Over 1.8 million nonprofits and charities for donors, volunteers and funders

Disabled Veterans Associations

1,394 pageviews

Claim This Nonprofit

More Info

Add to Favorites

Share this Nonprofit

Nonprofit Overview

Donor & Volunteer Advisory

This organization's nonprofit status may have been revoked or it may have merged with another organization or ceased operations.

Community Stories

3 Stories from Volunteers, Donors & Supporters


General Member of the Public

Rating: 1

I discovered these crooks on Charity Navigator.com The following is the published media story based on an investigation I instigated with the media and the Ohio Attorney General on behalf of Veterans and the American people who are being ripped off by Disabled Veterans Associations DVA (who clearly are trying to be associated in our minds with that similar sounding but legitimate outstanding Veterans service organization, Disabled American Veterans (DAV). Both organizations took in $9 million (2007 data) but DAV gave 97% to Veterans and DVA (the bad guys) gave less than 1% to programs and took over * million of it for "fundraising" expenses... a clear crime against veterans who should have gotten these dollars. :

'Charity' has little help for veterans

Author(s): Margaret Bernstein, Mike Scott, Sarah Jane Tribble Plain Dealer reporters Date: March 2, 2009 Section: Metro
Whatever happened to the Disabled Veterans Associations, headquartered in Parma Heights, which was sued in 2001 for falsely claiming to help veterans? Since 2001, it has continued to collect millions from people who don't realize how little of their donation actually goes to veterans. However, a recent settlement reached with the Ohio attorney general's office may have forced the charity to change its practices.
Disabled Veterans Associations has been investigated in several states since 2001 and slapped with fines. Yet it continued to pour most of its money right back into its fund-raising operation until at least 2007, the most recent year for which figures are available.
Of the $9 million it raised in 2007, only $216,848 went to programs for disabled servicemen, netting the nonprofit a rating of zero stars from Charity Navigator, an online guide to nonprofits.
"It's just horrible," said Sandra Miniutti, Charity Navigator's spokeswoman. "We see this a lot with veterans' issues. These bogus groups do exist.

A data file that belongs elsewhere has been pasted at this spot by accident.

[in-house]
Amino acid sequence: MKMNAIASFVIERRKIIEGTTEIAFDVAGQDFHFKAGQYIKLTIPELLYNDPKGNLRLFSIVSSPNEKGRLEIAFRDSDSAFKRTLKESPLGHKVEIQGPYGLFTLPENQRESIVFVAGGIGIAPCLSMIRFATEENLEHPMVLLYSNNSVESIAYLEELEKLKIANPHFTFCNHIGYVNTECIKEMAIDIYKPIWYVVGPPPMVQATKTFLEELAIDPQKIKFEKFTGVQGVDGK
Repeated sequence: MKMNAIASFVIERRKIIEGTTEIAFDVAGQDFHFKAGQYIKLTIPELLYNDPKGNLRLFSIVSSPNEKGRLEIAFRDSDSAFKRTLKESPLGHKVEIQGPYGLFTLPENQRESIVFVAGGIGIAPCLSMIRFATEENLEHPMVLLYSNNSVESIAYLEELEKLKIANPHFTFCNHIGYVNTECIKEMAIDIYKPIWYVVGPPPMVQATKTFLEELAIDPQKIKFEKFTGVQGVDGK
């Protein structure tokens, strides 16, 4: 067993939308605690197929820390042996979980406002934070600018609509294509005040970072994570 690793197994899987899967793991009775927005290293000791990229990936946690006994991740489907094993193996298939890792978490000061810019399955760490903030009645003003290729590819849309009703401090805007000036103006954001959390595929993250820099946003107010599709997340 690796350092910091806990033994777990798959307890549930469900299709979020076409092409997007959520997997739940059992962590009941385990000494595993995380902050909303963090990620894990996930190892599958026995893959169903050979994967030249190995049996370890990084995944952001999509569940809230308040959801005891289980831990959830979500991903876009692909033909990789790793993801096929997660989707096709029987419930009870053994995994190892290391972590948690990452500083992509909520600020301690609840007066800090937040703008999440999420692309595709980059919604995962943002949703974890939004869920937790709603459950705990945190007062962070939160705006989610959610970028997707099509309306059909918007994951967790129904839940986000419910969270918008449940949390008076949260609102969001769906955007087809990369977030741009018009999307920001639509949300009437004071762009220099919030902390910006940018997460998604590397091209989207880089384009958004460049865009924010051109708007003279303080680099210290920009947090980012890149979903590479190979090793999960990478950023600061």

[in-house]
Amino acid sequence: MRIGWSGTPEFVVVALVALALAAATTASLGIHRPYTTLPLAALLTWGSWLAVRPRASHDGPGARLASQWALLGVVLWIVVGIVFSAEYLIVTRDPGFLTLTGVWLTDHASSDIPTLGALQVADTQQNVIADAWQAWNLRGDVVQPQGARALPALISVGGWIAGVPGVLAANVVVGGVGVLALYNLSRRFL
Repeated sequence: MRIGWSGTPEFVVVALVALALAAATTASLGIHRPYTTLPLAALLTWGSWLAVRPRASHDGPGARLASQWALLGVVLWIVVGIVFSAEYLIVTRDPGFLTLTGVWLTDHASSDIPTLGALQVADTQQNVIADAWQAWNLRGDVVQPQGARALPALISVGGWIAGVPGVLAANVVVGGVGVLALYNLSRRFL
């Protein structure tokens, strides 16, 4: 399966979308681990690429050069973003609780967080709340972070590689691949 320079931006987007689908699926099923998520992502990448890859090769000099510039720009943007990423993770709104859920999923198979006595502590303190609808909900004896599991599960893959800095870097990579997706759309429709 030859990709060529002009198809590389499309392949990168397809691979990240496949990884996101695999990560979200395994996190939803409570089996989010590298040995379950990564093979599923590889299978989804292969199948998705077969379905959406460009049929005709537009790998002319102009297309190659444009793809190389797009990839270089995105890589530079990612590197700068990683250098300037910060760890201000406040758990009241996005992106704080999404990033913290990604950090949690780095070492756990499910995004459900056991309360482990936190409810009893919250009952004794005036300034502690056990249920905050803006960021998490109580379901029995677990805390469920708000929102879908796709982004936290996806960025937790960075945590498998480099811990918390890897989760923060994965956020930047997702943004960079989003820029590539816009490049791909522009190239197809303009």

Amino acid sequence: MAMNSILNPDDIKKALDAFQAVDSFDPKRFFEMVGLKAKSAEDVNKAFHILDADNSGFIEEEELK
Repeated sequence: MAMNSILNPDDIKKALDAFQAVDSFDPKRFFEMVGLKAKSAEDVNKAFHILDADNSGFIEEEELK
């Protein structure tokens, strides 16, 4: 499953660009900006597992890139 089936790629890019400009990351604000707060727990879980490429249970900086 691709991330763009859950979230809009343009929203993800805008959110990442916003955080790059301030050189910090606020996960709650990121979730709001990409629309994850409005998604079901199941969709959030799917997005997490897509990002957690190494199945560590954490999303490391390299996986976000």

"They're able to capitalize on people's goodwill."
Following the money in this case has been challenging. The Ohio attorney general's office said its investigation focused on the charity's expensive relationship with its hired fund-raiser, New Jersey-based Civic Development Group, which for years pocketed nearly all the money it raised for Disabled Veterans Associations.
On Feb. 6, state lawyers reached an agreement with Civic Development Group that requires the company's telemarketers to stop representing themselves as employees of charities they're raising money for. The fund-raiser also was fined $35,000.
Ted Hart, spokesman for the attorney general's office, said he has heard the disabled veterans' group has cut its ties with Civic Development Group. "I don't know whether they're doing any fund raising now," he said.
Yet the Parma Heights charity still maintains a Web site and appears to be in business. Executive Director Pamela Seman did not return calls last week seeking comment. The charity's 2007 records show she earned $97,000 as its chief officer.
Hank Thierry, a 58-year-old Maryland veteran who has complained about the charity's fund-raising practices to various authorities, scoffed at the Ohio fine and called it "chump change." He said the discredited veterans group always bounces back.
"Big deal. They'll do this all day long for $35,000," said Thierry. "In the meantime, $9 million has been skimmed away from programs that would help disabled veterans," he added, vowing to keep working to shut Disabled Veterans Associations down.
He said it's likely that many people confuse the group with the similarly named Disabled American Veterans, which is highly rated for its efficient use of donations but doesn't pull in as much money as the Parma Heights outfit does.
Hart said state law does not regulate what percentage of donations actually goes to charity, and he urged consumers to question solicitors on the subject before they donate.
– Margaret Bernstein

Review from Guidestar


General Member of the Public

Rating: 1

these crooks were reported in the local media a few years ago and the state of ohio did, in my opinion, very little to shut these thieves down. Yesterday (5/16/ 2011), I looked at their office location and they're on the run. I hope they catch and finally bring to justice these crooks who enrich themselves in the name of us veterans who served their country with honor. They deserve to be executed.

Review from CharityNavigator



Rating: 1

According to Charity Navigator, one the nation's largest and most-utilized evaluator of charities, the Disabled Veterans Associtaion fund raising expenses were 94.6% or of the over $9M collected almost $8M was used in fund rasing. I will no longer donate to this charity.